7 Health Screenings for Women
7 Health Screenings for Women
Al Waller: Preventative health care is one of the most critical routines to develop for long-term health, but many of us put routine health screenings on hold as a result of the COVID-19 pandemic. For instance, 38% of women passed on routine check-ups and tests during the height of the pandemic, according to a 2021 Kaiser Family Foundation survey.
Welcome to ClearPath – Your Roadmap to Health & Wealth SM. I'm your host, Al Waller. Joining me today is Mihaela Vincze, public health expert, for nonprofit Transamerica Institute, and she will be diving into a list of recommended health screenings for women's health.
Mihaela, it’s good to have you.
Mihaela Vincze: It's good to be back.
Al Waller: Before we jump in, why are health screenings so important?
Mihaela Vincze: Health screenings can find small yet meaningful changes in your health long before you experience any symptoms—and these measures can potentially prevent symptoms from even occurring through intervening early. If you're someone who hasn't kept up with routine medical appointments and health screenings, now is the time to schedule them.
Al Waller: That is crucial advice. One of my grandmothers, who was a registered nurse, was often fond of saying, “An ounce of prevention trumps a pound of cure” or something to that effect. But regardless, the underlying message here inherently supports this line of thinking. So, let's break things down starting with the types of screenings women should be looking to prioritize.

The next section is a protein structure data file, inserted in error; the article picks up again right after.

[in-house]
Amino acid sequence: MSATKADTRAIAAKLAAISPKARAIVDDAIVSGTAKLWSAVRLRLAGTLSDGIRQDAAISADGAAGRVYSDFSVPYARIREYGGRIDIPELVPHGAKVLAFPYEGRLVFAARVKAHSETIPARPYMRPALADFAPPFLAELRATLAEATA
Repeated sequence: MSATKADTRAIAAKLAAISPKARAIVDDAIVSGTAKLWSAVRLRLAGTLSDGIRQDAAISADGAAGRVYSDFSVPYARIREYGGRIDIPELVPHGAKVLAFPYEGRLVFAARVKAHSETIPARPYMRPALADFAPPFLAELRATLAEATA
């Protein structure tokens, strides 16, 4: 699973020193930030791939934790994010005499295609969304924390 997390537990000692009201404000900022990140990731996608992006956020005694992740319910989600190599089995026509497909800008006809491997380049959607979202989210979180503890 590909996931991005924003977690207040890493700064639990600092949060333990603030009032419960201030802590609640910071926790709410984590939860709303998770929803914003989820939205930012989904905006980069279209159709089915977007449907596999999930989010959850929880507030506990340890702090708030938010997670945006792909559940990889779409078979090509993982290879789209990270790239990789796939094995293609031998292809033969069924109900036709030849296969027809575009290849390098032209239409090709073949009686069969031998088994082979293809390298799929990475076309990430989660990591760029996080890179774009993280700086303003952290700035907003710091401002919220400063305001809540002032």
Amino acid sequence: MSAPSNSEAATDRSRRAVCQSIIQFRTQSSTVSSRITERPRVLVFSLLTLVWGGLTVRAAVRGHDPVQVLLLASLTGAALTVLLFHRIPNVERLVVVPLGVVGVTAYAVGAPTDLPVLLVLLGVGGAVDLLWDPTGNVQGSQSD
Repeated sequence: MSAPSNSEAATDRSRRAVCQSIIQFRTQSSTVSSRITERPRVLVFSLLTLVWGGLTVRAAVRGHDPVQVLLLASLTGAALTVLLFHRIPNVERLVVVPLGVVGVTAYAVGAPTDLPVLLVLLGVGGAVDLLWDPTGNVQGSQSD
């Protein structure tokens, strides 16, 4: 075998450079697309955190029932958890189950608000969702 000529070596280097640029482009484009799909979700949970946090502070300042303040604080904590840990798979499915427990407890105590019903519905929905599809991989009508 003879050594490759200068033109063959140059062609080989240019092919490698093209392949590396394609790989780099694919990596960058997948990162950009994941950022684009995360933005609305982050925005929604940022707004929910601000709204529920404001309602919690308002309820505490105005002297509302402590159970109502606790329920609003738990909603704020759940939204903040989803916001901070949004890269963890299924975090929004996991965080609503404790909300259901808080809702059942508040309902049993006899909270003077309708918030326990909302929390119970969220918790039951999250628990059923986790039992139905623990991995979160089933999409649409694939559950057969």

Mihaela Vincze: There are a few. I will go over a baseline list of preventative care screenings that are generally recommended. Remember that this list is not "all-encompassing" and is simply intended to inform. Ultimately, a discussion with your doctor or health care provider is recommended to determine which screenings are right for you.
Al Waller: You've got that right. Listening to your doctor is vital to know what screenings are right for you. So, let's begin with screenings for 18 to 39 years old. What is recommended for this age group?
Mihaela Vincze: I want to begin by saying that the screenings I'm going to cover are ones that you should begin in this age group but should continue later in life as well— but always check with your doctor.
Al Waller: That makes sense—to keep getting routine health care, no matter your age. What is your first screening recommendation?
Mihaela Vincze: Physical Exam. Even if you think you're healthy, an annual physical exam is very important. During these exams, your doctor can screen for disease, assess your risk for health conditions that may arise in the future, and update your vaccinations. This is also a great opportunity to get to know your doctor and build a relationship with them.
Al Waller: Exactly – a trusting doctor relationship is invaluable. I've been pretty fortunate to have maintained one over the years, where we were able to establish an easy rapport – upfront, allowing for good, open, honest, and sensitive communication, which includes the fact that she's a really good listener.